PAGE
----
Paul Strand: Master of Modern Photography

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PAUL STRAND

Paul Strand was born in New York City on October 16, 1890. In his late teens Strand was a student of renowned documentary photographer Lewis Hine at the Ethical Culture Fieldston School. Paul Strand began photographing in New York in the 1910s. During the early 1920s he received recognition for both his painting and his photography. Some of this early work, like the well-known "Wall Street," experimented with formal abstractions (influencing, among others, Edward Hopper and his idiosyncratic urban vision). Other of Strand's works reflect his interest in using the camera as a tool for social reform. He was one of the founders of the Photo League, an association of photographers who advocated using their art to promote social and political causes. He visited New Mexico in 1926 and, beginning in 1930. It was there, amidst a community of visual artists and writers, that Strand began to develop his belief in the humanistic value of portraiture.

In June 1949, Strand left the United States to present Native Land at the Karlovy Vary International Film Festival in Czechoslovakia. The remaining 27 years of his life were spent in Orgeval, France where, despite never learning the language, he maintained an impressive creative life, assisted by his third wife, fellow photographer Hazel Kingsbury Strand.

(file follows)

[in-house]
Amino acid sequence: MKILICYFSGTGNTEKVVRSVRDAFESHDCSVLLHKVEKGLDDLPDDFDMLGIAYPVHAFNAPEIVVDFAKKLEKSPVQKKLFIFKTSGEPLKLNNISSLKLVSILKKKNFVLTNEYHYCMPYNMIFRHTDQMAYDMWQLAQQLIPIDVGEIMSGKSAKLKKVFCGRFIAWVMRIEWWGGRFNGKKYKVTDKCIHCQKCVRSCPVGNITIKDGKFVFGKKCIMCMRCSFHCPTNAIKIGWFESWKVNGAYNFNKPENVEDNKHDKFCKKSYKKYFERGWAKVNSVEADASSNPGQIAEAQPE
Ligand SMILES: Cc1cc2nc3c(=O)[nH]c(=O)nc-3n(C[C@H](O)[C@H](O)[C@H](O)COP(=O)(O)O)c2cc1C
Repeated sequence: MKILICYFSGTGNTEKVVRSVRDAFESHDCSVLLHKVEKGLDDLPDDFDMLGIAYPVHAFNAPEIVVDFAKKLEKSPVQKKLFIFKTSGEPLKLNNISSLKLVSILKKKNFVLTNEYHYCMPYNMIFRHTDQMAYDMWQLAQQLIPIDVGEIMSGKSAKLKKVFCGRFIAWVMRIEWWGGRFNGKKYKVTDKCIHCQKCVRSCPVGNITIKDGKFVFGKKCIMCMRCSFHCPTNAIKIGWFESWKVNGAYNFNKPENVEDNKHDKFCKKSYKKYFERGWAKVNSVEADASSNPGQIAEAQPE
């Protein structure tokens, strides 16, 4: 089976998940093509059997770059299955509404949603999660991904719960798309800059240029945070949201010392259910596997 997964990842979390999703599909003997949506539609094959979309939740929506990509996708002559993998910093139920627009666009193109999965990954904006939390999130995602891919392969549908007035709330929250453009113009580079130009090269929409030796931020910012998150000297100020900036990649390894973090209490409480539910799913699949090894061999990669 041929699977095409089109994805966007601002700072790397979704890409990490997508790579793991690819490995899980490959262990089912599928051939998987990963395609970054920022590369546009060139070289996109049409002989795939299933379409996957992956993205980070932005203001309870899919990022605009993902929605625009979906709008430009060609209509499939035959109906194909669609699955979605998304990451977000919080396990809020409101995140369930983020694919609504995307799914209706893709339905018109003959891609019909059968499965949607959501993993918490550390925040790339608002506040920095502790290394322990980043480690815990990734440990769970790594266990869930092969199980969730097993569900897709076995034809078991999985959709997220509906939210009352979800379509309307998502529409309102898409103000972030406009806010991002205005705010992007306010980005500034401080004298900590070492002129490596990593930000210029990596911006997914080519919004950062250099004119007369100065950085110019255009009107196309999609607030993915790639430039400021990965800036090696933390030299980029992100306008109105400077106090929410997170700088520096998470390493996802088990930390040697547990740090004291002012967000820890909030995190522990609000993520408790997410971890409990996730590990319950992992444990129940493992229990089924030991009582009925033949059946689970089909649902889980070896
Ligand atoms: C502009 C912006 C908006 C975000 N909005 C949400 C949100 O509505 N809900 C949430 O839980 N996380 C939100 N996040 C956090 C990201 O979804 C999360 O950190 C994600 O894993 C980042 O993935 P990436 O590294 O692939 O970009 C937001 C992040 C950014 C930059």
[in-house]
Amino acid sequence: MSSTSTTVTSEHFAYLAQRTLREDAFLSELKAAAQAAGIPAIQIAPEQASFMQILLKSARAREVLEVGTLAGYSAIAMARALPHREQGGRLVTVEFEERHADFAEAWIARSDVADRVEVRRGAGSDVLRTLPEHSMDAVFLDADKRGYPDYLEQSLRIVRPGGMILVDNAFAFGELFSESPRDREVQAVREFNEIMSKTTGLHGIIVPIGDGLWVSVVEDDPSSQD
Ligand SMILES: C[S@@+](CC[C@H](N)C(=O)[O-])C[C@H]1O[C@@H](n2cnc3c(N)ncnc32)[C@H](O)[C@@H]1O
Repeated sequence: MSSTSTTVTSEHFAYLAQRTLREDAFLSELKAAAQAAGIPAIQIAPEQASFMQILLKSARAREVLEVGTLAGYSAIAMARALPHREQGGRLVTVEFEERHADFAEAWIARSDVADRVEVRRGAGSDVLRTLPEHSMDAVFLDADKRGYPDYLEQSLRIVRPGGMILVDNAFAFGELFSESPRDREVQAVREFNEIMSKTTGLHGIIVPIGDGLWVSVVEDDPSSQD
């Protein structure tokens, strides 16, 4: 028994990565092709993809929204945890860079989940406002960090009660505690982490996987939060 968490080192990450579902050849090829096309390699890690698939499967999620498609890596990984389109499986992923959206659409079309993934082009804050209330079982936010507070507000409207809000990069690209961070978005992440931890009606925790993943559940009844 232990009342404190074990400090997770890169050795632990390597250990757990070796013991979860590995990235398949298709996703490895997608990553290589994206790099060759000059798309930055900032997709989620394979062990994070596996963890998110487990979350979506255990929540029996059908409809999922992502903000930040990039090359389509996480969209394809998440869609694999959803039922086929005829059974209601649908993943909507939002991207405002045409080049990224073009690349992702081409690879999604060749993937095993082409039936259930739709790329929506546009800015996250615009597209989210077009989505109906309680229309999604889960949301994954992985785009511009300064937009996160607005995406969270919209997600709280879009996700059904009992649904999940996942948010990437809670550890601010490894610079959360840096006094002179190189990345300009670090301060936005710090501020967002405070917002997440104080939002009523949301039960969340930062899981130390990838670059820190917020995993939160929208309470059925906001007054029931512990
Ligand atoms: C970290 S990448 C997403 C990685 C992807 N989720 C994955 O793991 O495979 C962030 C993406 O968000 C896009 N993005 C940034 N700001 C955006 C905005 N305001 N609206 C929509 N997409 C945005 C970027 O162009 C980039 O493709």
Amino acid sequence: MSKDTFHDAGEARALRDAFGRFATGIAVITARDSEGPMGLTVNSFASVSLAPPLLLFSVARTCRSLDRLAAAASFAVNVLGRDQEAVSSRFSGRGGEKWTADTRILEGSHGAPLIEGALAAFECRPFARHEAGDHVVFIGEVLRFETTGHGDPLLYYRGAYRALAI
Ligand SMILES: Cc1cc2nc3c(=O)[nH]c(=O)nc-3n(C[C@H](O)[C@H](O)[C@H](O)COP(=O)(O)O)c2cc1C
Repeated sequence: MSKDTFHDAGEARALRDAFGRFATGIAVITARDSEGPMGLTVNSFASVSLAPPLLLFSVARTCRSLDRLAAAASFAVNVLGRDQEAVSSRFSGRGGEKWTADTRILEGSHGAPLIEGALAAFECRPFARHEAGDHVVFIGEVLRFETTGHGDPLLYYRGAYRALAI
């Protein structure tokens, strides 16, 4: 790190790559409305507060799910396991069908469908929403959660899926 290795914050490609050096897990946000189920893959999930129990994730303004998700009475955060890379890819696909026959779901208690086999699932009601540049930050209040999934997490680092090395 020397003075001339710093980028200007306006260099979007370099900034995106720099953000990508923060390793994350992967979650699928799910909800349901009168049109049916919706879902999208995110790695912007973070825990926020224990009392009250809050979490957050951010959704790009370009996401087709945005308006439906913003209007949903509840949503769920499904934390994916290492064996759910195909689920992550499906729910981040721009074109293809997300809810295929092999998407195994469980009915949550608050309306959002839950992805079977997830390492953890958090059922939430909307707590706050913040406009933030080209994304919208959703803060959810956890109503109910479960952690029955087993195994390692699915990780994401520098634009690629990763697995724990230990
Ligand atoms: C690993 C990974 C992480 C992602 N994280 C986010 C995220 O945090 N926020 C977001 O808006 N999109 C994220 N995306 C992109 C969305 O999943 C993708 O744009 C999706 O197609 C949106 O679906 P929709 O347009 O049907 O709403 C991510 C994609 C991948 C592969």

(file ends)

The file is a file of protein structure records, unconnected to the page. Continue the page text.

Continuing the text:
Although Strand is best known for his early abstractions, his return to still photography in this later period produced some of his most significant work in the form of six book ‘portraits’ of place: Time in New England (1950), La France de Profil (1952), Un Paese (featuring photographs of Luzzara and the Po River Valley in Italy, 1955), Tir a'Mhurain / Outer Hebrides (1962), Living Egypt (1969) and Ghana: an African portrait (1976).

JUNG METALOCUS

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